FILE - People sit behind a fenced off area of Kaimana Beach where a Hawaiian monk seal gave birth this week in Honolulu, Thursday, April 20, 2023. (AP Photo/Audrey McAvoy, File)
HONOLULU — A young Hawaiian monk seal has weaned and relocated, allowing a stretch of a popular Hawaii beach to reopen Tuesday after it was made off-limits to protect the endangered pup while it nursed.
Hawaii officials last month cordoned off a large stretch of a popular Waikiki neighborhood beach to protect the seal mother, named Kaiwi, and her days-old pup, named Pualani. State conservation and and resources enforcement officers kept around-the-clock watch.
The birth of an endangered seal at one of Hawaii’s most popular tourism hubs highlighted the tension between protecting the islands’ fragile ecosystems and maintaining access to the pristine white-sand beaches that attract millions of visitors each year.
Kaimana Beach is next to a mid-sized hotel and is a favorite swimming and sunbathing spot for locals and visitors. Starting six years ago, monk seals have occasionally given birth there, setting the stage for conflict between seal mothers and beachgoers.
Authorities took extra care after a California tourist got too close to a mother-pup pair last year, and was pulled underwater by the mother, leaving cuts on the 60-year-old visitor’s face, arms and back.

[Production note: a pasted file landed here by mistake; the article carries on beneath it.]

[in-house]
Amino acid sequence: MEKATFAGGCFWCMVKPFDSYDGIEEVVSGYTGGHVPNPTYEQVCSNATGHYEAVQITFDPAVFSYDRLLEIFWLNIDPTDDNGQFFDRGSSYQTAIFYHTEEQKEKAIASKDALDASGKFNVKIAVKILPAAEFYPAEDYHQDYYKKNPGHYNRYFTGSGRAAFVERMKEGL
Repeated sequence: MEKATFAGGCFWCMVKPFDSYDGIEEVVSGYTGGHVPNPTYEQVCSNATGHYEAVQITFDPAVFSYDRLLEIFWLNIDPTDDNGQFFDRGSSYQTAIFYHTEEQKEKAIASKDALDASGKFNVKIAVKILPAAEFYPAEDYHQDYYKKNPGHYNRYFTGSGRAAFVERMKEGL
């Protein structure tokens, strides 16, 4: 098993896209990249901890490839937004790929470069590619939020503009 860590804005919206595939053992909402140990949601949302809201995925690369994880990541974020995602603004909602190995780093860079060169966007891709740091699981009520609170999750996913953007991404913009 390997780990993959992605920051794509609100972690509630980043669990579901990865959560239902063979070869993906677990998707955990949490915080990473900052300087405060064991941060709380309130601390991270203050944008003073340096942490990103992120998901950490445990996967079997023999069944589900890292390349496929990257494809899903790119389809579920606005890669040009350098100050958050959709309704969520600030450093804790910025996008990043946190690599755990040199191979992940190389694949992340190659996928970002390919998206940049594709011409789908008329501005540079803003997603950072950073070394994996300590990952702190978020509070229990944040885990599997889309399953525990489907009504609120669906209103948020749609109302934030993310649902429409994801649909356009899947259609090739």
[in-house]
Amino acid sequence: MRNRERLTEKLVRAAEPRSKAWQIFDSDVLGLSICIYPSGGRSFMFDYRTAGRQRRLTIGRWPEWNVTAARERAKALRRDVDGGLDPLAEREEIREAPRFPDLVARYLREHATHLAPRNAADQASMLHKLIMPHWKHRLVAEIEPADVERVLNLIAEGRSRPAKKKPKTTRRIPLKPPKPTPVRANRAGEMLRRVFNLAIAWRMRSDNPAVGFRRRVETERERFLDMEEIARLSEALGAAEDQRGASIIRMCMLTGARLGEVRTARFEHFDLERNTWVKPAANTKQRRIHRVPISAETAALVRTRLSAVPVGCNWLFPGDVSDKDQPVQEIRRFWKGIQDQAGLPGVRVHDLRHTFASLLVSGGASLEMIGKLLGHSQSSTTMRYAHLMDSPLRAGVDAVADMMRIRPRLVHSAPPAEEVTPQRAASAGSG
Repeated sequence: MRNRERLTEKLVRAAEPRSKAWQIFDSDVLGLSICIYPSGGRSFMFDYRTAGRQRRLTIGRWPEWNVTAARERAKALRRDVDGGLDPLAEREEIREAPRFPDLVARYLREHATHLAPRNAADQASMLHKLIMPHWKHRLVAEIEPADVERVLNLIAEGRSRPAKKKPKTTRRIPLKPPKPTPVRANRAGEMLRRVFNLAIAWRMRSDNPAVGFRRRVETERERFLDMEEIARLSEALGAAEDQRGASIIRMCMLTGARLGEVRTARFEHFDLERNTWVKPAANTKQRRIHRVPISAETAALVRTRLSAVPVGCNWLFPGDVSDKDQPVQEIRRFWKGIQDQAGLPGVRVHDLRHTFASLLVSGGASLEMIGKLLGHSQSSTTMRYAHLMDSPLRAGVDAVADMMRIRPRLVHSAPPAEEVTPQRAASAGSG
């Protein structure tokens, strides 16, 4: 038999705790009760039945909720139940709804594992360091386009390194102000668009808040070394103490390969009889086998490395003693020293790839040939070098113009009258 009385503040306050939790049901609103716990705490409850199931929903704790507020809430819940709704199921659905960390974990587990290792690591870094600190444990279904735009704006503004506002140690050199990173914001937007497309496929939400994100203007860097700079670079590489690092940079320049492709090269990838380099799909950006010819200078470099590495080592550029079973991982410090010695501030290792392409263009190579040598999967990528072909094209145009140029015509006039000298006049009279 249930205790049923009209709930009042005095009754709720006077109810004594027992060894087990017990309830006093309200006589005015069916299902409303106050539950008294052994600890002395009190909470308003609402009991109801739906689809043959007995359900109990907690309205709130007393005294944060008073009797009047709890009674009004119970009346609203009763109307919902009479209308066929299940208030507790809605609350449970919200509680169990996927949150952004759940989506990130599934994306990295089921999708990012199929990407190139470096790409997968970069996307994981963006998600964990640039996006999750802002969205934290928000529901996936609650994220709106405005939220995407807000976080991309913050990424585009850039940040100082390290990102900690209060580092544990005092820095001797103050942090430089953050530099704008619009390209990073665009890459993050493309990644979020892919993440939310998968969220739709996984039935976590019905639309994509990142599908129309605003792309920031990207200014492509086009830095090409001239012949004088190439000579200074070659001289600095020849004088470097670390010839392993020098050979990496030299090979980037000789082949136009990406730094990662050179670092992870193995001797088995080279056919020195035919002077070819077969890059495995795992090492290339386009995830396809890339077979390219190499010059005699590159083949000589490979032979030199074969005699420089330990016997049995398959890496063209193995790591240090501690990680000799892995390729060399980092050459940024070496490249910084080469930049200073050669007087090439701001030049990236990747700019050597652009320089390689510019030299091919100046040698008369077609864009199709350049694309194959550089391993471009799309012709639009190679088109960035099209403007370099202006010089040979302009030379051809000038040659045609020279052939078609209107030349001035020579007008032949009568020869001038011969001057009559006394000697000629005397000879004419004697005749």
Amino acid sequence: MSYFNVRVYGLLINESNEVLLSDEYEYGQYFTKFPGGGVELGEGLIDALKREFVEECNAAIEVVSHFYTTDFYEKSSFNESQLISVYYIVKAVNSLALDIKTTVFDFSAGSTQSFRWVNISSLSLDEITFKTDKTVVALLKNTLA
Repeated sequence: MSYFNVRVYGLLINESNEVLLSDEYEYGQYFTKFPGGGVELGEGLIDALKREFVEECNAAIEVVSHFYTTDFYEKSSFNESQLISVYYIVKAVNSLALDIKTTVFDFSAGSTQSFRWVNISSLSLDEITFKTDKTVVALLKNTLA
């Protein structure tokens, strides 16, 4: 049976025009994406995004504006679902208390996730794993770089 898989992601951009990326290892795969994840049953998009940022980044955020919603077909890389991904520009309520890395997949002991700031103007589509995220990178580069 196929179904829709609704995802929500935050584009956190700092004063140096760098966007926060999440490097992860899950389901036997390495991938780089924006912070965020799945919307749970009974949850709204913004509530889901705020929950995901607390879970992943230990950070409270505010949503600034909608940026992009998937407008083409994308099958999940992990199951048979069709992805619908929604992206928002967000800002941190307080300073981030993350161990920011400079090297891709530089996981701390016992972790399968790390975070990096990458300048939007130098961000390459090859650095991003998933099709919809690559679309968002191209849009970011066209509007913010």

Officials have cordoned off part of Kaimana Beach when pups were born before, but the protected area this spring was much larger.
Monk seal mothers are protective of their nursing pups. Authorities said it would be best if swimmers frequented one of Oahu’s many other shorelines until the pup weaned.
After weaning over the holiday weekend, Pualani was relocated to an undisclosed location.
Pualani was the fourth pup born at Kaimana Beach since 2017. “Future births and pre-weaning periods there will likely prompt a resumption of a broad cordon and a 24-hour … overwatch,” the state Department of Land and Natural Resources said in a statement.
Fewer than 1,600 Hawaiian monk seals remain in the wild and it is a felony to disturb them.
ATHENS – Cycladic Identity is the new initiative of the Museum of Cycladic Art (MCA), which aims to protect the cultural and natural heritage of the Cyclades and to preserve, restore and promote their unique identity.
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